Exploring Montreal: Notre-Dame Basilica
Nestled in the streets of Montreal’s Old Port, the Notre-Dame Basilica is a glimmering jewel of Quebec’s cultural heritage. Whether you’re religious or not, the basilica is a spectacular display of art, architecture, and history. Truly, it is sure to enrich your Montreal experience.
The Founding of Ville-Marie
Years after Cartier and Champlain, Paul de Chomedey de Maisonneuve arrived in New France on May 17, 1642. He was leading a group of settlers in the hopes of spreading the Catholic faith to the new world. They established their new community, which they called Ville-Marie (now known as Montreal). By 1672, the first church of Notre-Dame was built to serve the new settlement. Maissonneuve is immortalized in a prominent statue directly outside the basilica to commemorate his contributions to the religious congregation and the city.
Growth of a City
Through the 19th century, the community had grown to a point where the church could no longer accommodate its congregation. And so, the Irish-American James O’Donnell was commissioned to create a new building. When the new church was completed in the mid-19th century, it was the largest church in all of North America. Designed in the Gothic Revival style, there are few churches in North America that rival its grandeur and opulence to this day.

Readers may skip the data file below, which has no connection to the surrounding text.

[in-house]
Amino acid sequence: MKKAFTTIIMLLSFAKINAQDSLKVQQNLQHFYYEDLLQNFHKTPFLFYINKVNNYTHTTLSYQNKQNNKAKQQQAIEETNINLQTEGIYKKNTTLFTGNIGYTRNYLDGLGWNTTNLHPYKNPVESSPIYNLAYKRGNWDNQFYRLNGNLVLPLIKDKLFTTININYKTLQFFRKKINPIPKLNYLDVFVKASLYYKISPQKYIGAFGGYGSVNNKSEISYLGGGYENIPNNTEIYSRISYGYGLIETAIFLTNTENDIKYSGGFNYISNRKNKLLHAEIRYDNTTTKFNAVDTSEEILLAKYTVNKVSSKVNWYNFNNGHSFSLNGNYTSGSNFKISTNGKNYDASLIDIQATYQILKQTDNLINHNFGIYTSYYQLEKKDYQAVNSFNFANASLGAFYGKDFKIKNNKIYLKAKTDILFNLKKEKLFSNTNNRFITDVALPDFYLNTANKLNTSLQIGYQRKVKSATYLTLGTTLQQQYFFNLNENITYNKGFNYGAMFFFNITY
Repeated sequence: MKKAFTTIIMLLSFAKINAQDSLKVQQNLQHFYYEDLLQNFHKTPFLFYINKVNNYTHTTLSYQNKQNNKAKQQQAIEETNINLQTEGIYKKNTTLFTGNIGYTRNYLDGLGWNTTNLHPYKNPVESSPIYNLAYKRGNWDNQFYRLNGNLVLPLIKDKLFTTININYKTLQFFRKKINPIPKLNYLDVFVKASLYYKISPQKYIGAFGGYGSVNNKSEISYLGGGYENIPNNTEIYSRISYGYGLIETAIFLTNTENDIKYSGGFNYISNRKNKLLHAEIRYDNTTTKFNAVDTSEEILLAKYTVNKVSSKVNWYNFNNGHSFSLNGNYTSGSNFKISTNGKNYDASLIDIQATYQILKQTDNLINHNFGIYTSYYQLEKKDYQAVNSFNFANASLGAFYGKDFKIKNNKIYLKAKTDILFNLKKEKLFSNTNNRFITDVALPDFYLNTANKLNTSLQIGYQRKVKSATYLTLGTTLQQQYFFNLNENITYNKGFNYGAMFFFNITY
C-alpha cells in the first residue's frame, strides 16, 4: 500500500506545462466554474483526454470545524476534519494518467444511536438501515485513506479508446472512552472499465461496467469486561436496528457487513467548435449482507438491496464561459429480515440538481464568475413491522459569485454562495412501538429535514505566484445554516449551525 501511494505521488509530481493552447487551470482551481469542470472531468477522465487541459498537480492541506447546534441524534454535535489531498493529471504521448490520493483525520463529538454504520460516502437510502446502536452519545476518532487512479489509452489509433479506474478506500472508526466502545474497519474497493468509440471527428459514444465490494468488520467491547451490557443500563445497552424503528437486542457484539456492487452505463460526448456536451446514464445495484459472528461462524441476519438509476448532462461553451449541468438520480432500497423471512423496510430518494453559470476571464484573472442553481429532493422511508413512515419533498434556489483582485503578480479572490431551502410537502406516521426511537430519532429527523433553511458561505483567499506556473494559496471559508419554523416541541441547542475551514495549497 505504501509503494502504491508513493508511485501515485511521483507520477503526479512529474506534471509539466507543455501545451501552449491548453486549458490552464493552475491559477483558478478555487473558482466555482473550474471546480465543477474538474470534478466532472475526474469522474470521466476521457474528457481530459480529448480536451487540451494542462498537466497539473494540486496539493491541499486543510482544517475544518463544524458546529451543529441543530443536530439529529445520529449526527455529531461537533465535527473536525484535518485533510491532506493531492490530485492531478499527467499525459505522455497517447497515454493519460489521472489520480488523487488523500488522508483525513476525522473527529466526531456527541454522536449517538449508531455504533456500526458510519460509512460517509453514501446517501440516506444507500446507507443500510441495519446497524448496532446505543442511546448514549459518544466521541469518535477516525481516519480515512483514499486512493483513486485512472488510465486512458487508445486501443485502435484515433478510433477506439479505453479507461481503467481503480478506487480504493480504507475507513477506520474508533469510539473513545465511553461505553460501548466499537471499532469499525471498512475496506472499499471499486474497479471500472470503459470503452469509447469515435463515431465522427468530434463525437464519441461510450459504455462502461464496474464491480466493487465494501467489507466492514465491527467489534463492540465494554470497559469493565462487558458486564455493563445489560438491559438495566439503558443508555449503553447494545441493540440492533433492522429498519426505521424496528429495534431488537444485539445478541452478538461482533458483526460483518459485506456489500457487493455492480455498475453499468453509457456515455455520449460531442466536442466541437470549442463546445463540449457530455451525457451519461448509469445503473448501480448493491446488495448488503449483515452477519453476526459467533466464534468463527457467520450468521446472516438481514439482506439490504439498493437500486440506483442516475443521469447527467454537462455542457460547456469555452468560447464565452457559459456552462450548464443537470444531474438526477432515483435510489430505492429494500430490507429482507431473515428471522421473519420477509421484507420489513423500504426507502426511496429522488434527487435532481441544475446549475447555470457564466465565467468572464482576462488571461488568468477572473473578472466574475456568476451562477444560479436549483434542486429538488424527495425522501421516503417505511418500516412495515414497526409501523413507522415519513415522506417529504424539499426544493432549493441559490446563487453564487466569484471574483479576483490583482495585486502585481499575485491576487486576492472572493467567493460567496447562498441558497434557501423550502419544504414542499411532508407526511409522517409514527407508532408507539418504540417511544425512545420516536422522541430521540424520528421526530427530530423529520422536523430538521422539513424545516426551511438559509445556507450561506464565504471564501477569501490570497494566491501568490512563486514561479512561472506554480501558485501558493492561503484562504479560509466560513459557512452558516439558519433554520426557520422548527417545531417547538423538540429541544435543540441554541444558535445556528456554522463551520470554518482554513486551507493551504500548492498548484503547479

A Personal Touch
Inspired by Paris’s Sainte-Chapelle, the Notre-Dame is already an awe-inspiring vision. The bright blue of the ceiling, representing a starry sky, and the Byzantine-esque decorative patterning on the columns certainly create an impression. But what makes this church even more unique is stained glass windows. In lieu of your typical scenes of the bible, the Notre-Dame features scenes of Montreal’s history. You can even find Maissonneuve and his assistance Jeanne Mance. Such a personal touch for a church near and dear to the hearts of its supporters. No wonder the Notre-Dame Basilica truly is a testament to Montreal’s commitment to protecting their personal history and culture.
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By Audrey Kwan